"There's been a whole period of change. As whole suites of new products have arrived such as LDI, funds of funds, Irish managers have had to offer those services not just to keep pace with the huge mandates from the likes of the NPRF, but also to win mandates from the Irish pension funds themselves."
In any case, from an investment perspective, the reserve fund is very different from mainstream pension funds in Ireland, says director of policy at the Irish Association of Pension Funds Jerry Moriarty. "The NPRF is different from most funds in that it has a truly long-term horizon in that there will be no drawdowns from the fund until at least 2025," he says.
"Therefore, it will only have an inward cash flow unlike occupational pension schemes that would expect to be paying out benefits."
As a result, its approach is necessarily different, because the risks attached to it are different, he adds. "It also does not have the same type of liabilities as occupational schemes as it has not been specified how its payments will eventually be made. So it doesn't have the same issue with asset/liability matching."
Moriarty adds: "I do think it provides a useful benchmark and reference for pension funds, particularly larger funds."
Corrigan says some of the asset classes the NPRF invests in, such as private equity, would be inaccessible or unsuitable for smaller or more mature funds. "One area where we do differ from the average Irish group pension managed fund is that we have no specific allocation to Irish equities," he explains. "Being established in 2001, we took the view that the euro-zone should constitute our domestic market."
The Green Paper on Pensions released by the Irish government late last year set out various options for reforming the nation's pension system. But while the system is under pressure to reform to ensure it can provide for people retiring in the next few decades, it seems to have avoided the crisis that faces many other European countries that are struggling to find ways of meeting the huge need for pensions that will emerge as baby boomers retire.
O'Dwyer sees this as one of two factors that Ireland has in its favour. "There is a big plus for us in our demographic profile - probably we will have a little bit longer than other countries before we have a big pensions gap and, second, we have the reserve fund established already," he says.
Despite the foresight shown by the government that brought the reserve fund into being, it is impossible for any policymakers to know exactly how finances will pan out in 30 or 50 years' time. So there are bound to be changes ahead for the NPRF.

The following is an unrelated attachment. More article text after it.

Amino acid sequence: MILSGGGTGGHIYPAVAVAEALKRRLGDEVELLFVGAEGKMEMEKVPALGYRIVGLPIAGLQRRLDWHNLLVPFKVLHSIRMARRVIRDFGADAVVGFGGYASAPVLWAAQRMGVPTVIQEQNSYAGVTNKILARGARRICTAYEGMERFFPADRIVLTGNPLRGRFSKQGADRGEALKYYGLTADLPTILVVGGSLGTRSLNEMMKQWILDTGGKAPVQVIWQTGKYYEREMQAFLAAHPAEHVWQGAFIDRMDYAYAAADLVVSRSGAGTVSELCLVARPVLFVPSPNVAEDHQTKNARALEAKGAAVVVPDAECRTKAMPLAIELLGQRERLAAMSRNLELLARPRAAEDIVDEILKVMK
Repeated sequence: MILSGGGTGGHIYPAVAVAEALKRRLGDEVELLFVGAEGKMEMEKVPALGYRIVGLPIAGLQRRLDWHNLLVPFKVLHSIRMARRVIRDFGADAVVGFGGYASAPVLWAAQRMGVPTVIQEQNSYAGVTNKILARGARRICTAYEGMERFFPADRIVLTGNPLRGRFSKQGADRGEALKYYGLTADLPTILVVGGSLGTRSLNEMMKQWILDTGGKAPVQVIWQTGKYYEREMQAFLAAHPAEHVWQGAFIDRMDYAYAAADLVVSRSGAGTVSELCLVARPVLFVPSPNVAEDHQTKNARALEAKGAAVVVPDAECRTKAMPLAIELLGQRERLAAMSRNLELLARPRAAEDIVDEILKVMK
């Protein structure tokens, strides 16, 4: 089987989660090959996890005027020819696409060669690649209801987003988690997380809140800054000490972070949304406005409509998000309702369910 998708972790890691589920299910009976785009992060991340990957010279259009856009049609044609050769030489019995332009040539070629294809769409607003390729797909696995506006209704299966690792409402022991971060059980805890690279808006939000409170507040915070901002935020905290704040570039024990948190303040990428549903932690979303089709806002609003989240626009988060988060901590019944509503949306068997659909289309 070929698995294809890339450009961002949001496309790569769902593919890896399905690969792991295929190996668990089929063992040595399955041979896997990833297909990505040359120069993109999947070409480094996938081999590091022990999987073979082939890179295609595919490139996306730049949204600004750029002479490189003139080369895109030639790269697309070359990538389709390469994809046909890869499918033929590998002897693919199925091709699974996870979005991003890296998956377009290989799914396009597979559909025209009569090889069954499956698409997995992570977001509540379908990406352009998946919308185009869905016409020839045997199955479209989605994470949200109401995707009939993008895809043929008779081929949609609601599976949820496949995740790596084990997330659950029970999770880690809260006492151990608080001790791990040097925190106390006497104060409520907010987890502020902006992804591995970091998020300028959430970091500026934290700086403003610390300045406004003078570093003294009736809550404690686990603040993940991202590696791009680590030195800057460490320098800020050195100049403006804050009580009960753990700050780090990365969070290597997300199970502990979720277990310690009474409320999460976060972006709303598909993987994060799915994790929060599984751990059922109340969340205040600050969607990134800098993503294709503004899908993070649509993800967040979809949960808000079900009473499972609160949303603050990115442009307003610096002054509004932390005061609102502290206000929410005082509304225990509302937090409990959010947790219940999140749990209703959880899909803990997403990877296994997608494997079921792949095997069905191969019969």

"One issue that will need to be examined is how the funds will be distributed," says Moriarty. "And it would seem clear that the original intentions, however vague they were, will not be met due to the rising costs of public sector and state pensions."
There will be new challenges for investment managers too. As with any large investment fund, the NPRF's growth can cause logistics problems. The fund's rapidly increasing size and regular cash flow can make it difficult to reach investment targets in areas such as alternative assets where there is no market index in which to invest and there is a significant difference between first quartile and median performers," Corrigan says. "We manage this issue by setting investment targets subject to suitable market opportunities - if we're not satisfied with the opportunities available, we simply stay out of the particular market and slow the pace of our alternative investment programme."
There is scope for the reserve fund to develop as public sensibilities change. O'Dwyer notes that the fund is a part of the evolving issues around ethical investment just as much as any pension fund in Ireland. "They are observing the ethical side of things, just as the profile of ethical, and ecological investment is rising; there are areas of discussion between the fund and the industry," he says.
As a signatory to the UN Principles for Responsible Investment, the reserve fund hired Hermes Equity Ownership Services last July to carry out proxy voting and engage with companies on its behalf.